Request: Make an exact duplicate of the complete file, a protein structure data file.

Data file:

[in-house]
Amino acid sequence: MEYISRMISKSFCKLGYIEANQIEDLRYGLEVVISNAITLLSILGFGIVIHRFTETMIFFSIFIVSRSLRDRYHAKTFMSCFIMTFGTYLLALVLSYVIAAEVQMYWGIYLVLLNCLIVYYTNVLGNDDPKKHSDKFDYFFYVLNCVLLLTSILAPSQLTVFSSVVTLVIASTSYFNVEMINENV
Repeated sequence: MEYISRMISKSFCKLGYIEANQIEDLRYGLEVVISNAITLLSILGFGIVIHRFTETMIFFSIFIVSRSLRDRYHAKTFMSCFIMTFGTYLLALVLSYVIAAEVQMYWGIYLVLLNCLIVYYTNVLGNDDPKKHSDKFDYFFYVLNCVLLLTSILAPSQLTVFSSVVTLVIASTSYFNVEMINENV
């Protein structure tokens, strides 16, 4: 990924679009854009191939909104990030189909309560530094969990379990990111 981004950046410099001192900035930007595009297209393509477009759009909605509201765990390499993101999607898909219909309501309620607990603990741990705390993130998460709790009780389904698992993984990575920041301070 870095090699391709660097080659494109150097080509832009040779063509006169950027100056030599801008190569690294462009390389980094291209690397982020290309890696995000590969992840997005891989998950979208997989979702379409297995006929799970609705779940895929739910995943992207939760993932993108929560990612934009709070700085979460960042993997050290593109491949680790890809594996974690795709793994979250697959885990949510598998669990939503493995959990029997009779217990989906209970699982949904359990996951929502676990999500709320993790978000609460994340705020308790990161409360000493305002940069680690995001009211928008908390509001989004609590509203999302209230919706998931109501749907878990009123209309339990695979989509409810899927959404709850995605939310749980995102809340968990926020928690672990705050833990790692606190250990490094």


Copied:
[in-house]
Amino acid sequence: MEYISRMISKSFCKLGYIEANQIEDLRYGLEVVISNAITLLSILGFGIVIHRFTETMIFFSIFIVSRSLRDRYHAKTFMSCFIMTFGTYLLALVLSYVIAAEVQMYWGIYLVLLNCLIVYYTNVLGNDDPKKHSDKFDYFFYVLNCVLLLTSILAPSQLTVFSSVVTLVIASTSYFNVEMINENV
Repeated sequence: MEYISRMISKSFCKLGYIEANQIEDLRYGLEVVISNAITLLSILGFGIVIHRFTETMIFFSIFIVSRSLRDRYHAKTFMSCFIMTFGTYLLALVLSYVIAAEVQMYWGIYLVLLNCLIVYYTNVLGNDDPKKHSDKFDYFFYVLNCVLLLTSILAPSQLTVFSSVVTLVIASTSYFNVEMINENV
């Protein structure tokens, strides 16, 4: 990924679009854009191939909104990030189909309560530094969990379990990111 981004950046410099001192900035930007595009297209393509477009759009909605509201765990390499993101999607898909219909309501309620607990603990741990705390993130998460709790009780389904698992993984990575920041301070 870095090699391709660097080659494109150097080509832009040779063509006169950027100056030599801008190569690294462009390389980094291209690397982020290309890696995000590969992840997005891989998950979208997989979702379409297995006929799970609705779940895929739910995943992207939760993932993108929560990612934009709070700085979460960042993997050290593109491949680790890809594996974690795709793994979250697959885990949510598998669990939503493995959990029997009779217990989906209970699982949904359990996951929502676990999500709320993790978000609460994340705020308790990161409360000493305002940069680690995001009211928008908390509001989004609590509203999302209230919706998931109501749907878990009123209309339990695979989509409810899927959404709850995605939310749980995102809340968990926020928690672990705050833990790692606190250990490094």